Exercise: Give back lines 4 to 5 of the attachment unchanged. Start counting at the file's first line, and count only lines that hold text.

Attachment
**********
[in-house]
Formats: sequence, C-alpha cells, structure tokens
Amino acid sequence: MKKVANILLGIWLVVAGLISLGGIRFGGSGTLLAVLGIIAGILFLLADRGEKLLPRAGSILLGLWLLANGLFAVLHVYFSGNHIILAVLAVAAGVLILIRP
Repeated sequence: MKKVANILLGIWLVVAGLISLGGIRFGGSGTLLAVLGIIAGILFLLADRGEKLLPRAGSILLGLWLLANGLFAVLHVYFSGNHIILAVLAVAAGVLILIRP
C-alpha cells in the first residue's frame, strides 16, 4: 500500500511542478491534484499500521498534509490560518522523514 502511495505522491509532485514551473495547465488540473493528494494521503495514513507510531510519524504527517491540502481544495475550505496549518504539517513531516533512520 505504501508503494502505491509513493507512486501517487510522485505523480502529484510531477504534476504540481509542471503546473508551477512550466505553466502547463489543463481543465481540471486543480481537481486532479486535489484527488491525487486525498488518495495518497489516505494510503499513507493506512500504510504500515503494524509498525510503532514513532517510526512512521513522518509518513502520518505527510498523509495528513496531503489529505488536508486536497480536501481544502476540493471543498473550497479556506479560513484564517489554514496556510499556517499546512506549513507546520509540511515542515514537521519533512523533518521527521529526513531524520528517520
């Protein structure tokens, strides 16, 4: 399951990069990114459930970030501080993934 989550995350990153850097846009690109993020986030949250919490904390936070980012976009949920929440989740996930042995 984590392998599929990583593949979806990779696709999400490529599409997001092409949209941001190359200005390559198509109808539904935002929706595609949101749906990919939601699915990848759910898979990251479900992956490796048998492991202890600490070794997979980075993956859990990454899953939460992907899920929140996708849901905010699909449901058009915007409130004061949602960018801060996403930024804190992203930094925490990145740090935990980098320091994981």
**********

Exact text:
Repeated sequence: MKKVANILLGIWLVVAGLISLGGIRFGGSGTLLAVLGIIAGILFLLADRGEKLLPRAGSILLGLWLLANGLFAVLHVYFSGNHIILAVLAVAAGVLILIRP
C-alpha cells in the first residue's frame, strides 16, 4: 500500500511542478491534484499500521498534509490560518522523514 502511495505522491509532485514551473495547465488540473493528494494521503495514513507510531510519524504527517491540502481544495475550505496549518504539517513531516533512520 505504501508503494502505491509513493507512486501517487510522485505523480502529484510531477504534476504540481509542471503546473508551477512550466505553466502547463489543463481543465481540471486543480481537481486532479486535489484527488491525487486525498488518495495518497489516505494510503499513507493506512500504510504500515503494524509498525510503532514513532517510526512512521513522518509518513502520518505527510498523509495528513496531503489529505488536508486536497480536501481544502476540493471543498473550497479556506479560513484564517489554514496556510499556517499546512506549513507546520509540511515542515514537521519533512523533518521527521529526513531524520528517520